The following is an extract from the briefing document released by the US Federal Drug Administration (FDA) ahead of the December 10, 2020 meeting of the Vaccine and Related Products Advisory Committee (VRBPAC) to review the Pfizer-BioNTech COVID-19 Vaccine.

This meeting of the VRBPAC is being convened to discuss and provide recommendations on whether:
  1. based on the totality of scientific evidence available, it is reasonable to believe that the Pfizer-BioNTech COVID-19 Vaccine may be effective in preventing COVID-19 in individuals 16 years of age and older, and
  2. the known and potential benefits of the Pfizer-BioNTech COVID-19 Vaccine outweigh its known and potential risks for use in individuals 16 years of age and older.
The committee will also discuss what additional studies should be conducted by the vaccine manufacturer following issuance of the EUA to gather further data on the safety and effectiveness of this vaccine.

The data submitted in this EUA request were consistent with the recommendations set forth in the FDA Guidance on Emergency Use Authorization for Vaccines to Prevent COVID-19 and met the prespecified success criteria established in the protocol.

In the planned interim and final analyses, vaccine efficacy after 7 days post Dose 2 was 95%, (95% CI 90.3; 97.6) in participants without prior evidence of SARS-CoV-2 infection and >94% in the group of participants with or without prior infection. Efficacy outcomes were consistently robust (≥93%) across demographic subgroups.

Efficacy against severe COVID-19 occurring after the first dose was 88.9% (95% CI 20.1, 99.7), with an estimated vaccine efficacy (VE) of 75.0% (95% CI -152.6, 99.5) (1 case in BNT162b2 group and 4 cases in placebo group) against severe COVID-19 occurring at least 7 days after Dose 2.

Among all participants (regardless of evidence of infection before or during the vaccination regimen), 50 cases of COVID-19 occurred after Dose 1 in the BNT162b2 group compared with 275 cases in the placebo group, indicating an estimated VE of 82% (95% CI: 75.6%, 86.9%) against confirmed COVID-19 occurring after Dose 1, with VE of 52.4% (95% CI: 29.5%, 68.4%) between Dose 1 and Dose 2.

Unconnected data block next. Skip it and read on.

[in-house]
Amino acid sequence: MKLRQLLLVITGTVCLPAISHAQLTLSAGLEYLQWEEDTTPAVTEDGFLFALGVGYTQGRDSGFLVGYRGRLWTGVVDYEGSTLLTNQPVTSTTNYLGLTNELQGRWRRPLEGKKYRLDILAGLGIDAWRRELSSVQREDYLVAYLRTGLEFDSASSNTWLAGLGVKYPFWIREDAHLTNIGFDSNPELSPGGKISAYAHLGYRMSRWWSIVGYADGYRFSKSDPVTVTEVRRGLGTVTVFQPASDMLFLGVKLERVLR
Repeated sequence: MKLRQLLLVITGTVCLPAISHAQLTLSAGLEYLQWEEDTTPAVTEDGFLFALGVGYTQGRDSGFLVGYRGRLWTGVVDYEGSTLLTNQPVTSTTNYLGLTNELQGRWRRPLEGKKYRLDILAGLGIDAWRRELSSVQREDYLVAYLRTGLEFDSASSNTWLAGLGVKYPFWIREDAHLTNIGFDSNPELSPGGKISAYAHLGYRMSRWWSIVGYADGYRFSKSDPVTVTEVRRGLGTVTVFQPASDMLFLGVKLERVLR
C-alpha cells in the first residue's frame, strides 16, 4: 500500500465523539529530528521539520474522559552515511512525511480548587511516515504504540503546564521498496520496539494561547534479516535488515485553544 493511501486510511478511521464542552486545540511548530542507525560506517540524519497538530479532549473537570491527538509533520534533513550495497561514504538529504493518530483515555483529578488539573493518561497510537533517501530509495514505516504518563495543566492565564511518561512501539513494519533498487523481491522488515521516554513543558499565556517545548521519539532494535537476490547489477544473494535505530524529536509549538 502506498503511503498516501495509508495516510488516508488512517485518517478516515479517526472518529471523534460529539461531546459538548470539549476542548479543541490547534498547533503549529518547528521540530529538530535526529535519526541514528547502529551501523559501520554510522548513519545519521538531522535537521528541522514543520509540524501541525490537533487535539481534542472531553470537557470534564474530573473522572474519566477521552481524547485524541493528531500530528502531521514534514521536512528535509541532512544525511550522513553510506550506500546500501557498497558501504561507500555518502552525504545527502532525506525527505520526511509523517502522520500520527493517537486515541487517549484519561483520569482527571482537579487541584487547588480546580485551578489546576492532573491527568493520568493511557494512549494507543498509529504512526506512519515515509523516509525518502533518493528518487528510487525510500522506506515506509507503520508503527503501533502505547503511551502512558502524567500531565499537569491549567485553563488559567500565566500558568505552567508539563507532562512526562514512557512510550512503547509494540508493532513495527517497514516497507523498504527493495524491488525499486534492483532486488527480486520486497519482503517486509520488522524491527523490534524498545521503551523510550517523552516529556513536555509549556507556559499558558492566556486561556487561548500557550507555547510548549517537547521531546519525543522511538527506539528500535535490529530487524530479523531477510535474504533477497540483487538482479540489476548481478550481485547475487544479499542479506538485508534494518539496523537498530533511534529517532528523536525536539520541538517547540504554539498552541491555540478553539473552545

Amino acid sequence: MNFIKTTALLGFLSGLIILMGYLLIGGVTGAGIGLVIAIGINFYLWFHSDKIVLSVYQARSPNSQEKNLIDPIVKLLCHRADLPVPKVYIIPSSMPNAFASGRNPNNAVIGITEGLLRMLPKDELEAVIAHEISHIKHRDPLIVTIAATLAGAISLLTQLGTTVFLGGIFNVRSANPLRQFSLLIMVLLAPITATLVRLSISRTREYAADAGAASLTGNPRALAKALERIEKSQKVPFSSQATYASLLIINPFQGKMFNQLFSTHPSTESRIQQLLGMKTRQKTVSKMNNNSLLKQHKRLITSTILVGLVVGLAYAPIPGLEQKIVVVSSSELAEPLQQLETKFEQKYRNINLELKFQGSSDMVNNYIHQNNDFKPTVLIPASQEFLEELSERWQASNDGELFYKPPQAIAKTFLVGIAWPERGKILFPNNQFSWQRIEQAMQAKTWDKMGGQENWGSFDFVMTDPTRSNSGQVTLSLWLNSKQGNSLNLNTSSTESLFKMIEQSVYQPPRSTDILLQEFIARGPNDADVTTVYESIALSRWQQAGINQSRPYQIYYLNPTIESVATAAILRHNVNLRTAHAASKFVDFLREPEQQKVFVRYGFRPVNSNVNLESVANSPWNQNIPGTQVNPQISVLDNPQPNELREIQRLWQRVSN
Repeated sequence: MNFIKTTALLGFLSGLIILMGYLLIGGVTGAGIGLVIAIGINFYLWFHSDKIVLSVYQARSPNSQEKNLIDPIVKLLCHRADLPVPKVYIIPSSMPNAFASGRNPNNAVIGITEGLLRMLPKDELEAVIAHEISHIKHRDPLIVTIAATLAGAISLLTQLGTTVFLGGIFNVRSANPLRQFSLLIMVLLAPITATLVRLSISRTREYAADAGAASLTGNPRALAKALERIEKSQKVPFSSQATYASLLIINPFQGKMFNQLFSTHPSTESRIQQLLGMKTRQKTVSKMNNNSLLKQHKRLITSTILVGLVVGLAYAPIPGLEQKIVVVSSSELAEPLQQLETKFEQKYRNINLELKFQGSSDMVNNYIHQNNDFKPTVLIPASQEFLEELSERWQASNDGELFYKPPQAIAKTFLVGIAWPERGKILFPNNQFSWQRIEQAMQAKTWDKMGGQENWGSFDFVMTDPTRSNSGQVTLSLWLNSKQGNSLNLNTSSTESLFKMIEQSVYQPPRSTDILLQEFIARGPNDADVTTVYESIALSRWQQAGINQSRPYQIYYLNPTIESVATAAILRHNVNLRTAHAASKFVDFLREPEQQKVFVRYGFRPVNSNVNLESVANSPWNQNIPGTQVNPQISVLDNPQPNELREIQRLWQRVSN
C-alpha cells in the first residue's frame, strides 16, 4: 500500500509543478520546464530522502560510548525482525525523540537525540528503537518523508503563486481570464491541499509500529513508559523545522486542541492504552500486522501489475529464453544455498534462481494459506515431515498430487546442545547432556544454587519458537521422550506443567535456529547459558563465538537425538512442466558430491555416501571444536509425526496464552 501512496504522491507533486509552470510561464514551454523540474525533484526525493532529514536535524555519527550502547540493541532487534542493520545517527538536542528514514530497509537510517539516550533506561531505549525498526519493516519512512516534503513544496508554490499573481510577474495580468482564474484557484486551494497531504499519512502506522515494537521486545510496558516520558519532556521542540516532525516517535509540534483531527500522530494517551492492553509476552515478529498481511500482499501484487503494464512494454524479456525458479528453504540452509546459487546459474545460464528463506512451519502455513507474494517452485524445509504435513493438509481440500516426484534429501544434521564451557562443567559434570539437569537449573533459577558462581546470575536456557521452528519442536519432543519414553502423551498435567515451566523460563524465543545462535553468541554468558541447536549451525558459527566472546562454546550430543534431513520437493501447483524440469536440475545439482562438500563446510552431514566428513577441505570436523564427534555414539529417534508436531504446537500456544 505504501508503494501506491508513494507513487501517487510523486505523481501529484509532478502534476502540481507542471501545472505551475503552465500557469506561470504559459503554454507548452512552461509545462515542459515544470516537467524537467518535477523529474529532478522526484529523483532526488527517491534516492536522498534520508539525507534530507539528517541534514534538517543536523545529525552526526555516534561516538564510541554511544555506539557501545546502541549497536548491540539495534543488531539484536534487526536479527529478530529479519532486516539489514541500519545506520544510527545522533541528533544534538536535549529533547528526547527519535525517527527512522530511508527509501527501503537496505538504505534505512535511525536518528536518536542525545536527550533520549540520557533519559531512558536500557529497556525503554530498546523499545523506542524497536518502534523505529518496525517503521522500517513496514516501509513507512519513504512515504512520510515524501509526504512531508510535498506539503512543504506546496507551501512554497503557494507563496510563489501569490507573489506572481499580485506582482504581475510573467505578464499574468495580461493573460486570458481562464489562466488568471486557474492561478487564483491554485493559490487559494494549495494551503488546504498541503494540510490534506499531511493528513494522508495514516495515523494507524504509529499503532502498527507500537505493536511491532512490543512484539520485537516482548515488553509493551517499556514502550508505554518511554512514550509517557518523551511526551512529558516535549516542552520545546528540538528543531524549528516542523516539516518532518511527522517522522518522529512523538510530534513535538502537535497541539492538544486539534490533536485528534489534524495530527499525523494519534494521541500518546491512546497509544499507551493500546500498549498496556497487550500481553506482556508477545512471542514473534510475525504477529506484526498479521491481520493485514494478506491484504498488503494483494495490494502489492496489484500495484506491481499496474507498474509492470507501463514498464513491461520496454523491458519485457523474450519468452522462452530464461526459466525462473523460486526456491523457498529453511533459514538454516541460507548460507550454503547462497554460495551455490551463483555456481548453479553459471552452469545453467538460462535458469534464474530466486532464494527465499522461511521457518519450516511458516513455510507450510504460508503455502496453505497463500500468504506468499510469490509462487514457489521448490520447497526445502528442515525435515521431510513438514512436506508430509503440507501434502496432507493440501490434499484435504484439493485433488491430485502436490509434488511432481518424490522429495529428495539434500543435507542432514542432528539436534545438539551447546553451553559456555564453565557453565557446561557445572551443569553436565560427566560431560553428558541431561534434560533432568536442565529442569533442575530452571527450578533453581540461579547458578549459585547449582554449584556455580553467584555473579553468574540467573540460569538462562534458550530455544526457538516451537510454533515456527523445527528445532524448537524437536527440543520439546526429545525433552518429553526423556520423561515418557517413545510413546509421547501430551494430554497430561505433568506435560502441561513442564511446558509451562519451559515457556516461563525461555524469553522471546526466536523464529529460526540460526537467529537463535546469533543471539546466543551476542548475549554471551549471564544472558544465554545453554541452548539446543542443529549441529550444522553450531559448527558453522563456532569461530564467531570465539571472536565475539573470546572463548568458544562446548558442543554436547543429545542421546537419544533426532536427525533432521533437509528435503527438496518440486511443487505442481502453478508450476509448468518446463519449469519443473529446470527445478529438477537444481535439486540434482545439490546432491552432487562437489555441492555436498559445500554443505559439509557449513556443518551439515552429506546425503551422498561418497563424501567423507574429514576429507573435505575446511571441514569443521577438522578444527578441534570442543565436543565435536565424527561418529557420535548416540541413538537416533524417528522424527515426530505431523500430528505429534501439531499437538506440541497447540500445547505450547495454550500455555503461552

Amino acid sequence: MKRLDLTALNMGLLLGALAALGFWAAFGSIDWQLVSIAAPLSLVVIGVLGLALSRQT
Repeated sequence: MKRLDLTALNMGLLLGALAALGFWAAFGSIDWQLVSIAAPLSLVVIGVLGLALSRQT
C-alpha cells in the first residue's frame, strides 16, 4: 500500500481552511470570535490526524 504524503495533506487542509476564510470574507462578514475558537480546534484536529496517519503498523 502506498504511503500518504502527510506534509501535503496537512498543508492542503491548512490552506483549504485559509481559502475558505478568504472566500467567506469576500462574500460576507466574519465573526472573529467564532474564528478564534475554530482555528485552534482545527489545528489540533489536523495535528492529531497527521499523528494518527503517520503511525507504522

The efficacy observed after Dose 1 and before Dose 2, from a post-hoc analysis, cannot support a conclusion on the efficacy of a single dose of the vaccine, because the time of observation is limited by the fact that most of the participants received a second dose after three weeks. The trial did not have a single-dose arm to make an adequate comparison.

  1. The vaccine is highly effective in preventing and treating COVID-19 disease
  2. This high efficacy is observed starting right after the first dose is administered
  3. The duration of efficacy after the first dose cannot be ascertained
  4. Therefore, a second dose maybe needed to sustain efficacy

The information provided by the Sponsor was adequate for review and to make conclusions about the safety of BNT162b2 in the context of the proposed indication and population for intended use under EUA.

The number of participants in the phase 2/3 safety population (N=37586; 18801 vaccine,18785 placebo) meets the expectations in FDA’s Guidance on Development and Licensure of Vaccines to Prevent COVID-19 for efficacy, and the median duration of at least 2 months follow-up after completion of the 2-dose primary vaccination series meets the agency’s expectations in FDA’s Guidance on its Emergency Use Authorization for Vaccines to Prevent COVID-19.

The all-enrolled population contained more participants >16 years of age, regardless of duration of follow-up (43448; 21720 vaccine, 21728 placebo). The demographic and baseline characteristics of the all-enrolled population and the safety population were similar.

Although the overall median duration of follow-up in the all-enrolled population was less than 2 months, because the protocol was amended to include subpopulations such as individuals with HIV and adolescents, the data from both populations altogether provide a comprehensive summary of safety.